Unlike at Newcastle - the team Owen left on Wednesday - at Old Trafford no one individual is held up as a talisman or a saviour, as highlighted by the £80million sale of Cristiano Ronaldo to Madrid. With other players to do much of his running and greater creativity around him, Owen has the best environment in which to succeed.
Owen said: "Right throughout the squad they are obviously a fantastic team with fantastic players, that's why they've all won so much throughout their careers, and hopefully I can jump on the bandwagon, score a few goals, and help us to further success."
There is little financial risk to United, who have signed the player on a free transfer, as Owen can no longer command the £110,000-a-week he was on at Newcastle.
He may not be the marquee name fans were hoping for after losing out to Real Madrid in the £30million pursuit of Lyon striker Karim Benzema, with the club also likely to suffer the same fate with Bayern Munich winger Franck Ribery.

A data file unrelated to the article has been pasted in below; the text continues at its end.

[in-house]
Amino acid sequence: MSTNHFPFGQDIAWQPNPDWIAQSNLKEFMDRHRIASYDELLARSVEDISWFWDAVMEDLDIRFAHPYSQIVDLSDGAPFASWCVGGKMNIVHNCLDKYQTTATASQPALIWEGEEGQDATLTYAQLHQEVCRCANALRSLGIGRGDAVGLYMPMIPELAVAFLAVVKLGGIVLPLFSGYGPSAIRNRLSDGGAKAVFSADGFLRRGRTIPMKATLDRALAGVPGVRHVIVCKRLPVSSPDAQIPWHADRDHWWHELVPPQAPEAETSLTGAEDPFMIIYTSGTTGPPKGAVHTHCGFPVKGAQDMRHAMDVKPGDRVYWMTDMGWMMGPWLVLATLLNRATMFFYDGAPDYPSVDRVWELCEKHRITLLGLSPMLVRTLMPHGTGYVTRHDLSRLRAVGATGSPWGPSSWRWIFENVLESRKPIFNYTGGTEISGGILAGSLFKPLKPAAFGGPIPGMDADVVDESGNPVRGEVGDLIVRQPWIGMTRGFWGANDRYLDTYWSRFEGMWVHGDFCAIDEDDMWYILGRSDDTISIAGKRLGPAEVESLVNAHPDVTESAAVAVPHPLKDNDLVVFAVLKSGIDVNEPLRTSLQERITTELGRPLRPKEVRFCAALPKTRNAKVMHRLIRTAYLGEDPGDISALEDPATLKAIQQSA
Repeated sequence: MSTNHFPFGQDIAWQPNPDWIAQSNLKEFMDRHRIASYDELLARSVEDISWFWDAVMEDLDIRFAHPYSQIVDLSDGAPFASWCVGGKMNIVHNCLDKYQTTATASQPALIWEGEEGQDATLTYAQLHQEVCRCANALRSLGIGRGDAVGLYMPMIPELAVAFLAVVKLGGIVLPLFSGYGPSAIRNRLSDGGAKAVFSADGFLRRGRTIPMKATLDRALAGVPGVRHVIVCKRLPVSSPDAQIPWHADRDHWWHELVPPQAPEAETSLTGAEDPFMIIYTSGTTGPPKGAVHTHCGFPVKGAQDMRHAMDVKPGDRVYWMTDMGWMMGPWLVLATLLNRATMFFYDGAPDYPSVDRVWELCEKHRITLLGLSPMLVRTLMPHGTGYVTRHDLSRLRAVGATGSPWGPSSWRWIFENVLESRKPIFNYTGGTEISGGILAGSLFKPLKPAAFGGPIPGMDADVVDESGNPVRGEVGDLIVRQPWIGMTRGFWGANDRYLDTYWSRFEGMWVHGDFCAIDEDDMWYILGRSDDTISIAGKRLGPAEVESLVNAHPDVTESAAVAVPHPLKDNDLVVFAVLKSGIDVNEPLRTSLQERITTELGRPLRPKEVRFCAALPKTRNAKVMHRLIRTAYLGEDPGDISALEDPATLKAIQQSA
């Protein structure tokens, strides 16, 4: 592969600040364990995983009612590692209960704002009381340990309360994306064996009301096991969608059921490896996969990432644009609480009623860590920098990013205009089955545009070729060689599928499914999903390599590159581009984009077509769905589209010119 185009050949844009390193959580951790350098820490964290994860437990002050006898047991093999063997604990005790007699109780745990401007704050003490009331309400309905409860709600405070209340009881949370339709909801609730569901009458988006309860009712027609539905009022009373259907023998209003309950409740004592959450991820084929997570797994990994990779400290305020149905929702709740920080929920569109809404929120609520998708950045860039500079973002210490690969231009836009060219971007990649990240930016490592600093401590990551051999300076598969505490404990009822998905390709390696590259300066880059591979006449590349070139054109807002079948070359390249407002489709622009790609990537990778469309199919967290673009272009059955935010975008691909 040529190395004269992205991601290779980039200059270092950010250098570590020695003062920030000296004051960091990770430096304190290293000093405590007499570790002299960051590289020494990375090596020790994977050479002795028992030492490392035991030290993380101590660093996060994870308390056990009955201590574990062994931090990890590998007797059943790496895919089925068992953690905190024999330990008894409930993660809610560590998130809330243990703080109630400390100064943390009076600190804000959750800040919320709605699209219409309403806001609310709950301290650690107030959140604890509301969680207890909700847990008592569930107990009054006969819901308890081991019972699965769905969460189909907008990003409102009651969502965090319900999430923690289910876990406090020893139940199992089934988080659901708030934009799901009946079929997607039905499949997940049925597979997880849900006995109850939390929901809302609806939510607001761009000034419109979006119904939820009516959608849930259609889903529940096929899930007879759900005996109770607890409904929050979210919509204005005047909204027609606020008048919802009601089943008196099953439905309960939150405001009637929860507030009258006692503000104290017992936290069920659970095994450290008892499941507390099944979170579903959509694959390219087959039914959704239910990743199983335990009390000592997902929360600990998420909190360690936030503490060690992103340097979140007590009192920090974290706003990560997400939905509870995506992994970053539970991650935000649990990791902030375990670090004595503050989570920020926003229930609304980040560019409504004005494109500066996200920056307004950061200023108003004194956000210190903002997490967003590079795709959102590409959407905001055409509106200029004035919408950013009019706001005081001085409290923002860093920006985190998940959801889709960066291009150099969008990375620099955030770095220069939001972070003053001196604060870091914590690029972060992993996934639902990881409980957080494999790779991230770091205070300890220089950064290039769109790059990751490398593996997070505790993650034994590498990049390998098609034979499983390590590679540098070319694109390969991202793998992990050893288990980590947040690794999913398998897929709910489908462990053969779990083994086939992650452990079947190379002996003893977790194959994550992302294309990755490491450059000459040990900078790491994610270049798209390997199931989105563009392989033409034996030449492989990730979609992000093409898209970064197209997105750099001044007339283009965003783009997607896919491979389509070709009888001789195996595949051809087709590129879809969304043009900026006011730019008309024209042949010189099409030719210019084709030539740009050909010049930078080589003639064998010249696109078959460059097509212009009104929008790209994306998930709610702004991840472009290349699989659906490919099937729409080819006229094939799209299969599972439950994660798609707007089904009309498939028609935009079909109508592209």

But at 29, if he can keep himself free from injury, England's greatest modern-day goalscorer may yet have a significant part to play in United's history over the course of his two-year contract.
For the player himself it provides one final chance to prove wrong the doubters - England coach Fabio Capello included - who claim he is finished after four years of injury torment at St James' Park.
United, unlike their other top-four rivals, also present the greatest chance of winning silverware; something Owen has not done since he lifted the League Cup with Liverpool in 2003.
"Manchester United, you automatically think winners, you think trophies, you think the stadium, the massive fan base, but until you sign you don't really let yourself get carried away," said Owen.
"There's so many top players here, obviously it's a very exciting time for me."